Bounties

To reward and incentivize contributions from the open source community, GitHub Security Lab is launching a bounty program. We pay bounties for new vulnerabilities you find in open source software using CodeQL.

The Bug Slayer (discover a new vulnerability)

Write a new CodeQL query that finds multiple vulnerabilities in open source software.

How to participate

  1. Write a CodeQL query that models a vulnerability you’re interested in.
  2. Run your query on popular open source software and find at least four vulnerabilities, preferably across multiple projects.
  3. Report the vulnerabilities to the projects' maintainers, help them fix them, and have them obtain CVEs for each one. Remember that for most open source projects, maintainers can now get a CVE directly from GitHub via Security Advisories. To be eligible for a bounty, you must first coordinate disclosure of the vulnerabilities with the maintainers of the projects.
  4. Open a pull request in the security-lab repo with a single CodeQL query. See the contribution guidelines for more details.
  5. Create an issue using the bug slayer template. The issue should link to your pull request and contain a detailed report of the vulnerabilities your query finds. Mention only the vulnerabilities that have been publicly disclosed and fixed. It should include a description of the vulnerabilities, their associated CVEs, and how the query allowed you to find them. Pull requests without an accompanying issue cannot be considered.
  6. An award of up to $2500 USD will be granted. We consider the impact and risk associated with the vulnerability and the quality of your query when determining the award amount.

All for one, one for all (add a new query)

Write a CodeQL query that is merged into the CodeQL repository. Such queries must identify a class of vulnerabilities (often linked to a CWE) with a high precision (i.e., a low false positive rate).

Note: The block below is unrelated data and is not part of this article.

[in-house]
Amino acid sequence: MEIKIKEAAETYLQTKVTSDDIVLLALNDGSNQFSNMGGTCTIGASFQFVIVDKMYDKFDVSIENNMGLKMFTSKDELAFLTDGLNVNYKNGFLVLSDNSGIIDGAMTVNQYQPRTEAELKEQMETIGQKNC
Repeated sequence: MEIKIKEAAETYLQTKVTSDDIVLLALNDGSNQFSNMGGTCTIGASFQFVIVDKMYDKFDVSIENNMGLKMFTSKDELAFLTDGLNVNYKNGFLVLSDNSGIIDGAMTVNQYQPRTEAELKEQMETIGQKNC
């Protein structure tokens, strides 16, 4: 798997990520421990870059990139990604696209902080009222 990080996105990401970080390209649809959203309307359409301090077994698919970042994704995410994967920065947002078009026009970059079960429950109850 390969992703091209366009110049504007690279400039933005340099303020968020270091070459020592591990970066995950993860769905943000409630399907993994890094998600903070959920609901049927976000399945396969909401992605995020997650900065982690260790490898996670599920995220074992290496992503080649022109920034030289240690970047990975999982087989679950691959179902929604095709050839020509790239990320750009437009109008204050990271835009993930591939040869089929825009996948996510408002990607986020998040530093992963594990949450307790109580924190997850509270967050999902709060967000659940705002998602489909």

How to participate

  1. Write a CodeQL query that models a vulnerability class not currently covered by the current queries, using the contribution guidelines in the CodeQL repo.
  2. Before requesting a bounty, you should first coordinate disclosure of any vulnerabilities that you are aware of with the maintainers of the affected projects.
  3. Open a pull request in the official query repo with a single CodeQL query (For Go, please use the codeql-go repository).
  4. Create an issue using the all for one template and a detailed report on the class of vulnerabilities your query is intended to find. Pull requests without an accompanying issue cannot be considered. The issue should also include details of any vulnerabilities that you found with the query. Don't create an issue until the coordinated disclosure process for those vulnerabilities is complete, because the issue will be publicly visible.
  5. Work with the CodeQL team to verify the quality of your query. We will assess if the query meets the standards to be included in the CodeQL repo, or whether improvements are required. Queries must meet at least the requirements for experimental queries, including at least one useful result on some revision of a real project. Higher bounties will be awarded for queries that also meet additional requirements for supported queries, including query help and tests.
  6. An award of up to $3000 USD will be granted. We consider the impact and risk associated with the vulnerability and the quality of your query and documentation when determining the award amount.

Out of Scope

To be eligible for a bounty, queries must be non-trivial, and meet a minimum complexity requirement. More concretely, queries that simply look for one or two AST elements, or that could be easily implemented with a linter or simple grep, may not be considered interesting enough for a bounty.

A good way to ensure that your queries meet this requirement is to ensure it uses some more advanced analysis, like data-flow or control-flow.

FAQ

How does GitHub determine the amount of a bounty award?

The GitHub Security Lab and CodeQL teams consider the following factors when setting a bounty award:

  • The complexity of the vulnerabilities
  • The severity of the vulnerabilities
  • The prevalence of the vulnerabilities: the number of impacted users and systems
  • The performance and reliability of the query: its false positive rate
  • The documentation of the query
  • Whether you produce a blog post / write-up about the vulnerabilities and query to help share your experience

We welcome all query submissions and are happy to provide feedback on submissions.

What if I do not want my submission published on the bounty website or do not have a GitHub account?

You can contact us via a DM on Twitter @GHSecurityLab. We will keep your name anonymous but the details of the report and the query will be public, subject to our coordinated disclosure policy.

This bug bounty program is sponsored by GitHub & Uber